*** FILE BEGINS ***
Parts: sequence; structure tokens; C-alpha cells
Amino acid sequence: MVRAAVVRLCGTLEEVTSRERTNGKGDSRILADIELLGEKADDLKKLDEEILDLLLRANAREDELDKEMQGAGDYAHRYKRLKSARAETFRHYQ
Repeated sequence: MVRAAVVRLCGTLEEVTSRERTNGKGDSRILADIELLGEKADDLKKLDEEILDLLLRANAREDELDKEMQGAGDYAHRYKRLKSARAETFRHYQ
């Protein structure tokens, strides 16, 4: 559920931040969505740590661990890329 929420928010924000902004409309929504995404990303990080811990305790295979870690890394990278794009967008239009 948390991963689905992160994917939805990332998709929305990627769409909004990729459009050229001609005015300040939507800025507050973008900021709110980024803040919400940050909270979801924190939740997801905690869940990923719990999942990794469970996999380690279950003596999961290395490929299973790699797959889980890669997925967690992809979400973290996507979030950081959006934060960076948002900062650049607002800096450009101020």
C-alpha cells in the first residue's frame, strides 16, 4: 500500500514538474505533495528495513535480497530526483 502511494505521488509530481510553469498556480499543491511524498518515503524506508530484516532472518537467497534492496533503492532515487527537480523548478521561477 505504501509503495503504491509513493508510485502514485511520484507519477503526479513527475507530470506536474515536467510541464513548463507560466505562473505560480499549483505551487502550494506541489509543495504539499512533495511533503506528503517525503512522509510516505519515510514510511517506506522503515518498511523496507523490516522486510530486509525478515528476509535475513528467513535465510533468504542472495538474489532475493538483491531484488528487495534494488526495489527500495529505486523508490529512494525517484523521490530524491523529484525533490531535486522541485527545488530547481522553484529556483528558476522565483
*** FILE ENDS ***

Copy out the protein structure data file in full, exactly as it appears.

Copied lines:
Parts: sequence; structure tokens; C-alpha cells
Amino acid sequence: MVRAAVVRLCGTLEEVTSRERTNGKGDSRILADIELLGEKADDLKKLDEEILDLLLRANAREDELDKEMQGAGDYAHRYKRLKSARAETFRHYQ
Repeated sequence: MVRAAVVRLCGTLEEVTSRERTNGKGDSRILADIELLGEKADDLKKLDEEILDLLLRANAREDELDKEMQGAGDYAHRYKRLKSARAETFRHYQ
């Protein structure tokens, strides 16, 4: 559920931040969505740590661990890329 929420928010924000902004409309929504995404990303990080811990305790295979870690890394990278794009967008239009 948390991963689905992160994917939805990332998709929305990627769409909004990729459009050229001609005015300040939507800025507050973008900021709110980024803040919400940050909270979801924190939740997801905690869940990923719990999942990794469970996999380690279950003596999961290395490929299973790699797959889980890669997925967690992809979400973290996507979030950081959006934060960076948002900062650049607002800096450009101020």
C-alpha cells in the first residue's frame, strides 16, 4: 500500500514538474505533495528495513535480497530526483 502511494505521488509530481510553469498556480499543491511524498518515503524506508530484516532472518537467497534492496533503492532515487527537480523548478521561477 505504501509503495503504491509513493508510485502514485511520484507519477503526479513527475507530470506536474515536467510541464513548463507560466505562473505560480499549483505551487502550494506541489509543495504539499512533495511533503506528503517525503512522509510516505519515510514510511517506506522503515518498511523496507523490516522486510530486509525478515528476509535475513528467513535465510533468504542472495538474489532475493538483491531484488528487495534494488526495489527500495529505486523508490529512494525517484523521490530524491523529484525533490531535486522541485527545488530547481522553484529556483528558476522565483